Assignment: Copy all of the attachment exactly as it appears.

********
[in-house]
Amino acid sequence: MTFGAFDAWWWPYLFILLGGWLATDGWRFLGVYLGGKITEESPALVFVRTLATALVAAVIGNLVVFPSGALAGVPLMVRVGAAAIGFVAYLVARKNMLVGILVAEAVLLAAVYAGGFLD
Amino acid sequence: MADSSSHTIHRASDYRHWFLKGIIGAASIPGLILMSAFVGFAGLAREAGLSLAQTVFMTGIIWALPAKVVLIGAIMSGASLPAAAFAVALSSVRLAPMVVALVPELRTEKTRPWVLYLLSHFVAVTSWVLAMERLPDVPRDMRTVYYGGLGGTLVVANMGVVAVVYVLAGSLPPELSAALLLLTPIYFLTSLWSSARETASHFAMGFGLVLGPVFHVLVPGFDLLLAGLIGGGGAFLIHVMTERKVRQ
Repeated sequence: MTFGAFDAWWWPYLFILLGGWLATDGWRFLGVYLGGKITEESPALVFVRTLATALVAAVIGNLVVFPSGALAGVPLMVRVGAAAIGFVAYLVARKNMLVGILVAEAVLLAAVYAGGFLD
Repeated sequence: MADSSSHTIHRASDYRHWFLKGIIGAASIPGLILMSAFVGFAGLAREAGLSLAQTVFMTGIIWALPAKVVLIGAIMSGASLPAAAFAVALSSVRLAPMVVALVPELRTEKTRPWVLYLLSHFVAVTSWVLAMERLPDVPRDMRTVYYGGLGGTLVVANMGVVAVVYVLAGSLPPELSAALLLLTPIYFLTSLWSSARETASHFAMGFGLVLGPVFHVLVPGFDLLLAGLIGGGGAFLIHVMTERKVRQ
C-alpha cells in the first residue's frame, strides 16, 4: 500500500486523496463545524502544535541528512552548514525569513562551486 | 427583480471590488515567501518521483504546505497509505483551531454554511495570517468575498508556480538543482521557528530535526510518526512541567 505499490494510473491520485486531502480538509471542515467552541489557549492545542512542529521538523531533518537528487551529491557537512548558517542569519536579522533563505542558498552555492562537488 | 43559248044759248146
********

[in-house]
Amino acid sequence: MTFGAFDAWWWPYLFILLGGWLATDGWRFLGVYLGGKITEESPALVFVRTLATALVAAVIGNLVVFPSGALAGVPLMVRVGAAAIGFVAYLVARKNMLVGILVAEAVLLAAVYAGGFLD
Amino acid sequence: MADSSSHTIHRASDYRHWFLKGIIGAASIPGLILMSAFVGFAGLAREAGLSLAQTVFMTGIIWALPAKVVLIGAIMSGASLPAAAFAVALSSVRLAPMVVALVPELRTEKTRPWVLYLLSHFVAVTSWVLAMERLPDVPRDMRTVYYGGLGGTLVVANMGVVAVVYVLAGSLPPELSAALLLLTPIYFLTSLWSSARETASHFAMGFGLVLGPVFHVLVPGFDLLLAGLIGGGGAFLIHVMTERKVRQ
Repeated sequence: MTFGAFDAWWWPYLFILLGGWLATDGWRFLGVYLGGKITEESPALVFVRTLATALVAAVIGNLVVFPSGALAGVPLMVRVGAAAIGFVAYLVARKNMLVGILVAEAVLLAAVYAGGFLD
Repeated sequence: MADSSSHTIHRASDYRHWFLKGIIGAASIPGLILMSAFVGFAGLAREAGLSLAQTVFMTGIIWALPAKVVLIGAIMSGASLPAAAFAVALSSVRLAPMVVALVPELRTEKTRPWVLYLLSHFVAVTSWVLAMERLPDVPRDMRTVYYGGLGGTLVVANMGVVAVVYVLAGSLPPELSAALLLLTPIYFLTSLWSSARETASHFAMGFGLVLGPVFHVLVPGFDLLLAGLIGGGGAFLIHVMTERKVRQ
C-alpha cells in the first residue's frame, strides 16, 4: 500500500486523496463545524502544535541528512552548514525569513562551486 | 427583480471590488515567501518521483504546505497509505483551531454554511495570517468575498508556480538543482521557528530535526510518526512541567 505499490494510473491520485486531502480538509471542515467552541489557549492545542512542529521538523531533518537528487551529491557537512548558517542569519536579522533563505542558498552555492562537488 | 43559248044759248146